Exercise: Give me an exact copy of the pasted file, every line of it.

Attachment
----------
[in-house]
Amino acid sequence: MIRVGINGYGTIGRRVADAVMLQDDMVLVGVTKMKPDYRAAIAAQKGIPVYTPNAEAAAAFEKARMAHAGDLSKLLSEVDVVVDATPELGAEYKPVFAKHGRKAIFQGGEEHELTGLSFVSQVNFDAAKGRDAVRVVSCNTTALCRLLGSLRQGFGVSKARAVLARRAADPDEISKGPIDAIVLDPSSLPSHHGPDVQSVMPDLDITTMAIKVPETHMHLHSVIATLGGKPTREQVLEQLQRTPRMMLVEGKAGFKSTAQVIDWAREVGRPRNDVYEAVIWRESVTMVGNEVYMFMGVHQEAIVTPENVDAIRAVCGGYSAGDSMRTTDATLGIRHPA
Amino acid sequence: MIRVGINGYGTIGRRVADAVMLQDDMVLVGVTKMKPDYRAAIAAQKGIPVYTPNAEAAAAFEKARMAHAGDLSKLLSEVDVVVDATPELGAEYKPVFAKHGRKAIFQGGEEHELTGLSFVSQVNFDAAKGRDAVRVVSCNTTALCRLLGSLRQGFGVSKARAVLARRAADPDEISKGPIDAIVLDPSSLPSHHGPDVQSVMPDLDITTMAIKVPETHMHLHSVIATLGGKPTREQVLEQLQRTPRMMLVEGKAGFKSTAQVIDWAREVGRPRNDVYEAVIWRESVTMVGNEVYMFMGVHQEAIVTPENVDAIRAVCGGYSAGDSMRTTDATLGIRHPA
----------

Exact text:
[in-house]
Amino acid sequence: MIRVGINGYGTIGRRVADAVMLQDDMVLVGVTKMKPDYRAAIAAQKGIPVYTPNAEAAAAFEKARMAHAGDLSKLLSEVDVVVDATPELGAEYKPVFAKHGRKAIFQGGEEHELTGLSFVSQVNFDAAKGRDAVRVVSCNTTALCRLLGSLRQGFGVSKARAVLARRAADPDEISKGPIDAIVLDPSSLPSHHGPDVQSVMPDLDITTMAIKVPETHMHLHSVIATLGGKPTREQVLEQLQRTPRMMLVEGKAGFKSTAQVIDWAREVGRPRNDVYEAVIWRESVTMVGNEVYMFMGVHQEAIVTPENVDAIRAVCGGYSAGDSMRTTDATLGIRHPA
Amino acid sequence: MIRVGINGYGTIGRRVADAVMLQDDMVLVGVTKMKPDYRAAIAAQKGIPVYTPNAEAAAAFEKARMAHAGDLSKLLSEVDVVVDATPELGAEYKPVFAKHGRKAIFQGGEEHELTGLSFVSQVNFDAAKGRDAVRVVSCNTTALCRLLGSLRQGFGVSKARAVLARRAADPDEISKGPIDAIVLDPSSLPSHHGPDVQSVMPDLDITTMAIKVPETHMHLHSVIATLGGKPTREQVLEQLQRTPRMMLVEGKAGFKSTAQVIDWAREVGRPRNDVYEAVIWRESVTMVGNEVYMFMGVHQEAIVTPENVDAIRAVCGGYSAGDSMRTTDATLGIRHPA